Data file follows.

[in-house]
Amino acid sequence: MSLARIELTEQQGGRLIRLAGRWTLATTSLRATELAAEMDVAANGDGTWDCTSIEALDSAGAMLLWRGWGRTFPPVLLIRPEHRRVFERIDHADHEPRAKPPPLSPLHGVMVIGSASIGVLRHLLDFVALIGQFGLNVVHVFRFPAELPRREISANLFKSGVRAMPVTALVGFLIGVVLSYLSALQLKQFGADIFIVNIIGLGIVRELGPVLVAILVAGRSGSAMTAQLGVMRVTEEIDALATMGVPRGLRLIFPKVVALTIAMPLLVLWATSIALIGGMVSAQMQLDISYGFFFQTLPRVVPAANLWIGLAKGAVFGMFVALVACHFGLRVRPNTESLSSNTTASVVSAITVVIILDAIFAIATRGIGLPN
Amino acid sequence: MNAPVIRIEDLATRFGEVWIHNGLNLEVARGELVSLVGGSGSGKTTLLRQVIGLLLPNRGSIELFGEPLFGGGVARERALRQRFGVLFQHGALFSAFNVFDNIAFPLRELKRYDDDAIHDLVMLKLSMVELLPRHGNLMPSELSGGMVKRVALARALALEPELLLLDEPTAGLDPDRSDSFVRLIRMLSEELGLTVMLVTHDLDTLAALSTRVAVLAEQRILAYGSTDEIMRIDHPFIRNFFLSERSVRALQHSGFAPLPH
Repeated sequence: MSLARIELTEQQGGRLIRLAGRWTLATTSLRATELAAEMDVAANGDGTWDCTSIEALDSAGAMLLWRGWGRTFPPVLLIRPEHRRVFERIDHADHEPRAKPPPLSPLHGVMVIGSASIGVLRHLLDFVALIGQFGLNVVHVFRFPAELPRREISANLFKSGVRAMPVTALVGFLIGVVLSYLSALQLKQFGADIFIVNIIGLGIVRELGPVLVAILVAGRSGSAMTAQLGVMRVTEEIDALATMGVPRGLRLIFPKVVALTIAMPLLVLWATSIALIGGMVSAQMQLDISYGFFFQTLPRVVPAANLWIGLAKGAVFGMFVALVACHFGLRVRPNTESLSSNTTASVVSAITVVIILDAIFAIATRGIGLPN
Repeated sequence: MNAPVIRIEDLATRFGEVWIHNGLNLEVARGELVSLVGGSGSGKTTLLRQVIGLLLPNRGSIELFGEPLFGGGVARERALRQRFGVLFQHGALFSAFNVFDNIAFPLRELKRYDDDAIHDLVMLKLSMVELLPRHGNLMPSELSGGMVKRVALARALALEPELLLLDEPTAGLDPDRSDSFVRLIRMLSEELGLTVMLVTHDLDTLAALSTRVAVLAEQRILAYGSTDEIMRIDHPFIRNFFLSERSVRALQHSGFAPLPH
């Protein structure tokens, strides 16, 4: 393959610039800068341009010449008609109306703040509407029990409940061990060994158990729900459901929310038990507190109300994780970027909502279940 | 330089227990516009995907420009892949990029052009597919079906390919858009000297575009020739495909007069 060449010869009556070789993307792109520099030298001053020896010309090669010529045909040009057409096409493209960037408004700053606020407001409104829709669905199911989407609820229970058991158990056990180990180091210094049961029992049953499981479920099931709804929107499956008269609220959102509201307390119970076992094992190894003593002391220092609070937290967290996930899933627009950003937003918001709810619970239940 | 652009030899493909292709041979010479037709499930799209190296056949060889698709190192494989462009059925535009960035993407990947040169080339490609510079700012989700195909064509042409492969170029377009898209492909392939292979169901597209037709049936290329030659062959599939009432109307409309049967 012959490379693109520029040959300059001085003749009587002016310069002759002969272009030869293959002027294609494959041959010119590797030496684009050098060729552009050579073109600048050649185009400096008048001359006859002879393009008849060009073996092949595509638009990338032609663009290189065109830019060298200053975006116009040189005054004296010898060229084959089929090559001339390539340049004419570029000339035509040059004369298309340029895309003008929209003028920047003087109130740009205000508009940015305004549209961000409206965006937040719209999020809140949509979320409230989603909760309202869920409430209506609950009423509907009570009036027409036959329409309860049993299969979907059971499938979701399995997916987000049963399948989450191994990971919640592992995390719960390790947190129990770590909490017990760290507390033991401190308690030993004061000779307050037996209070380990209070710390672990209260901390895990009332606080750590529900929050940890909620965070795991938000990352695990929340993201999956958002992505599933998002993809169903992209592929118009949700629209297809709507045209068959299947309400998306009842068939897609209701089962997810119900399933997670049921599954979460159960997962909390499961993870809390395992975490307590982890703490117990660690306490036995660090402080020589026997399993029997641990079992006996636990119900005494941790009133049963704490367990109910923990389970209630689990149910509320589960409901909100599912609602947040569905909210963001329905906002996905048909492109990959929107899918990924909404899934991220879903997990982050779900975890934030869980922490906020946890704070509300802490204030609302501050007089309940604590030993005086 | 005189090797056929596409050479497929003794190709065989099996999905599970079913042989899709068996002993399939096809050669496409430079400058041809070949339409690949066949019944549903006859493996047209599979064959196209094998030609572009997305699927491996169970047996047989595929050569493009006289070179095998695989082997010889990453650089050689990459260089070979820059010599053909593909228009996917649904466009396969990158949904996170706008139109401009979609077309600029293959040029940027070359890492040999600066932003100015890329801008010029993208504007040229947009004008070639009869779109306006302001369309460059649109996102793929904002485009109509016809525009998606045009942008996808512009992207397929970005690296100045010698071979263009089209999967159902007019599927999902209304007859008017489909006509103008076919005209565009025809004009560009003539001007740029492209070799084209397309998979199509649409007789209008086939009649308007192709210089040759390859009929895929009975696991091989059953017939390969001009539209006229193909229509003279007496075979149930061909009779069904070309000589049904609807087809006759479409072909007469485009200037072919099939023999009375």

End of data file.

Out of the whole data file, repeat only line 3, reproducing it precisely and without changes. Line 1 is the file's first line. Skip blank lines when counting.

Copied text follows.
Amino acid sequence: MNAPVIRIEDLATRFGEVWIHNGLNLEVARGELVSLVGGSGSGKTTLLRQVIGLLLPNRGSIELFGEPLFGGGVARERALRQRFGVLFQHGALFSAFNVFDNIAFPLRELKRYDDDAIHDLVMLKLSMVELLPRHGNLMPSELSGGMVKRVALARALALEPELLLLDEPTAGLDPDRSDSFVRLIRMLSEELGLTVMLVTHDLDTLAALSTRVAVLAEQRILAYGSTDEIMRIDHPFIRNFFLSERSVRALQHSGFAPLPH